Kernel Functions - Pattern Recognition - Lecture Slides, Slides for Engineering Dynamics. Punjab Engineering College
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padmaja19 April 2013

Kernel Functions - Pattern Recognition - Lecture Slides, Slides for Engineering Dynamics. Punjab Engineering College

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The key points are: Kernel Functions, Mapping Implicitly, Nonlinear Classifiers, Regression Problems, Kernel Trick, Map Pattern Vectors, Fisher Discriminant, Non-Linear Versions, Support Vector Regression, Loss Function,...
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• We have been discussing SVM method for learning classifiers.

PR NPTEL course – p.1/135

• We have been discussing SVM method for learning classifiers.

• The basic idea is to transform the feature space and learn a linear classifier in the new space.

PR NPTEL course – p.2/135

• We have been discussing SVM method for learning classifiers.

• The basic idea is to transform the feature space and learn a linear classifier in the new space.

• Using Kernel functions we can do this mapping implicitly.

PR NPTEL course – p.3/135

• We have been discussing SVM method for learning classifiers.

• The basic idea is to transform the feature space and learn a linear classifier in the new space.

• Using Kernel functions we can do this mapping implicitly.

• Thus Kernels give us an elegant method to learn nonlinear classifiers.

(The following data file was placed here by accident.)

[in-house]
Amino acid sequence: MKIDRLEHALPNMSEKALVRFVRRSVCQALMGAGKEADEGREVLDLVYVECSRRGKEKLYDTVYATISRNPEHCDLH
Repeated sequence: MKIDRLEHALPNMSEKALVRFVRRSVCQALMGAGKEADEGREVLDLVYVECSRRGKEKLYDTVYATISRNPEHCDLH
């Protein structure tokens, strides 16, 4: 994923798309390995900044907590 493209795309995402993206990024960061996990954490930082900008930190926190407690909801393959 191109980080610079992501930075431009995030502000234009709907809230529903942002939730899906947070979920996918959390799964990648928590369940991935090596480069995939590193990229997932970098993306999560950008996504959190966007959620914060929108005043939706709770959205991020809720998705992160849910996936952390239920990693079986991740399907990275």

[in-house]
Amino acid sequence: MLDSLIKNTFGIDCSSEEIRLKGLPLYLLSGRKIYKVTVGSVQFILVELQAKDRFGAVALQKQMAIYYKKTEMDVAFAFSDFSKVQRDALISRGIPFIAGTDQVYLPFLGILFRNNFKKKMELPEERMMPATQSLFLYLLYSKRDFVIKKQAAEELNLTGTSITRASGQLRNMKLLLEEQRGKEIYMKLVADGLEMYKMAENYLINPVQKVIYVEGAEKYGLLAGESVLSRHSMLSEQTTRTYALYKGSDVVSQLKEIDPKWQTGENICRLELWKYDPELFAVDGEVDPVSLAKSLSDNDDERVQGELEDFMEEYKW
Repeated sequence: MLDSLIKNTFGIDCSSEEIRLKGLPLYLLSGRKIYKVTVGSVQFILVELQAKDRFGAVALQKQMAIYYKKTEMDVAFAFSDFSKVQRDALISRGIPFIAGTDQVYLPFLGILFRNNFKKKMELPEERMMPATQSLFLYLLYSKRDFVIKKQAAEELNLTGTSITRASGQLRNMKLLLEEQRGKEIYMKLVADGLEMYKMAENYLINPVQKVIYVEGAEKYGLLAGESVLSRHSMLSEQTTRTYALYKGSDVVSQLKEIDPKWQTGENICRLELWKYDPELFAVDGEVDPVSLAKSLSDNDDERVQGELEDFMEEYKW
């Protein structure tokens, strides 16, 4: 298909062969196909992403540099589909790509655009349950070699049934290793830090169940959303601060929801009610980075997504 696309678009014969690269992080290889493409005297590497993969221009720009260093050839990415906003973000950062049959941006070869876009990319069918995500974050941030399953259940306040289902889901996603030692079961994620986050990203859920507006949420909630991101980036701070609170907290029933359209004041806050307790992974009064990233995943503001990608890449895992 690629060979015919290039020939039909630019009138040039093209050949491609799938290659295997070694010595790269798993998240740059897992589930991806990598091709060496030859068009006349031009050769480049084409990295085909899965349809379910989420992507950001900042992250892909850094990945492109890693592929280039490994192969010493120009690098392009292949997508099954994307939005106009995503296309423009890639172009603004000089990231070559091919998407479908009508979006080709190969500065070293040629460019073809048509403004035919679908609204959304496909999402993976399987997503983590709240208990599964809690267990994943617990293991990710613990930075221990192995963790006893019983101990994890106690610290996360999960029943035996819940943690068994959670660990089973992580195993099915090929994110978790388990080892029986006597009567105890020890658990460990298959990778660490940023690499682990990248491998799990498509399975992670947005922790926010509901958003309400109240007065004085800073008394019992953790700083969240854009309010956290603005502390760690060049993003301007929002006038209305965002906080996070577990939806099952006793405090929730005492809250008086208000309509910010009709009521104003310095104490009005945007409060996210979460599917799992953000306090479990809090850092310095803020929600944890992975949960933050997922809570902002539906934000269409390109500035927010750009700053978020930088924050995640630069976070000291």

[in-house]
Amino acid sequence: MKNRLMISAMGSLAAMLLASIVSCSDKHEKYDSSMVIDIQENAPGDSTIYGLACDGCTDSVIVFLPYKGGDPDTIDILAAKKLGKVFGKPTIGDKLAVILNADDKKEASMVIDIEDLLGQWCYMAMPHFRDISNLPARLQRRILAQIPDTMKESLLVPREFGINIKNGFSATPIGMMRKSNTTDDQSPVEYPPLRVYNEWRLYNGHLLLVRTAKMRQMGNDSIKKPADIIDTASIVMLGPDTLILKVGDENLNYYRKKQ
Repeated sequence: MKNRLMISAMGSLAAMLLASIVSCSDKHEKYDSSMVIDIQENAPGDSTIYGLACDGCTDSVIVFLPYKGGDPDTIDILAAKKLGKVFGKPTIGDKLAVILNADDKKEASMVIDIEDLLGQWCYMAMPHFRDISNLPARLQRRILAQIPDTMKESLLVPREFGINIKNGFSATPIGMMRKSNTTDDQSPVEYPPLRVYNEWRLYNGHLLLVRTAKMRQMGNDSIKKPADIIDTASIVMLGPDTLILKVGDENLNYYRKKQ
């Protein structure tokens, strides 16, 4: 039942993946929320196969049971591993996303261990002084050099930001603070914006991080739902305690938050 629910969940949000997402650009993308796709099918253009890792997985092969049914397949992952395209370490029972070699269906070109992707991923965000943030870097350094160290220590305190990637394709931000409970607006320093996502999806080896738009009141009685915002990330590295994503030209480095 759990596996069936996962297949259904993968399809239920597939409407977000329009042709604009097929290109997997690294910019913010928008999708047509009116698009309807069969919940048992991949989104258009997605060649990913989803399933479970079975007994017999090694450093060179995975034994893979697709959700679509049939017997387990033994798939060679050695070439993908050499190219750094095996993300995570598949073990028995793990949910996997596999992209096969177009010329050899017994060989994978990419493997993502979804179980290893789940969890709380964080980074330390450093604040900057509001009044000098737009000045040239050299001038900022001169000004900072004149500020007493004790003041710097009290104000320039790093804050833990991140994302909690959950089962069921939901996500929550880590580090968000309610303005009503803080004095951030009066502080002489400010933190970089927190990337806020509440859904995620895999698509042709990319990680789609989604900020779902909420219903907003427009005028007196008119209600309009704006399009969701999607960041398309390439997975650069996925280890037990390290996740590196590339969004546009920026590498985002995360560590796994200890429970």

PR NPTEL course – p.4/135

• We have been discussing SVM method for learning classifiers.

• The basic idea is to transform the feature space and learn a linear classifier in the new space.

• Using Kernel functions we can do this mapping implicitly.

• Thus Kernels give us an elegant method to learn nonlinear classifiers.

• We can use the same idea in regression problems also.

PR NPTEL course – p.5/135

Kernel Trick

• We use φ : ℜm → H to map pattern vectors into appropriate high dimensional space.

PR NPTEL course – p.6/135

Kernel Trick

• We use φ : ℜm → H to map pattern vectors into appropriate high dimensional space.

• Kernel fn allows us to compute innerproducts in H implicitly without using (or even knowing) φ.

PR NPTEL course – p.7/135

Kernel Trick

• We use φ : ℜm → H to map pattern vectors into appropriate high dimensional space.

• Kernel fn allows us to compute innerproducts in H implicitly without using (or even knowing) φ.

• Through kernel functions, many algorithms that use only innerproducts can be implicitly executed in a high dimensional H. ( e.g., Fisher discriminant, regression etc).

PR NPTEL course – p.8/135

Kernel Trick

• We use φ : ℜm → H to map pattern vectors into appropriate high dimensional space.

• Kernel fn allows us to compute innerproducts in H implicitly without using (or even knowing) φ.

• Through kernel functions, many algorithms that use only innerproducts can be implicitly executed in a high dimensional H. ( e.g., Fisher discriminant, regression etc).

• We can elegantly construct non-linear versions of linear techniques.

PR NPTEL course – p.9/135

Support Vector Regression

• Now we consider the regression problem. • Given training data

{(X1, y1), . . . , (Xn, yn)}, Xi ∈ ℜm, yi ∈ ℜ, want to find ‘best’ function to predict y given X .

PR NPTEL course – p.10/135

Support Vector Regression

• Now we consider the regression problem. • Given training data

{(X1, y1), . . . , (Xn, yn)}, Xi ∈ ℜm, yi ∈ ℜ, want to find ‘best’ function to predict y given X .

• We search in a parameterized class of functions

g(X, W ) = w1 φ1(X) + · · · + wm′ φm′(X) + b = W TΦ(X) + b,

where φi : ℜm → ℜ are some chosen functions.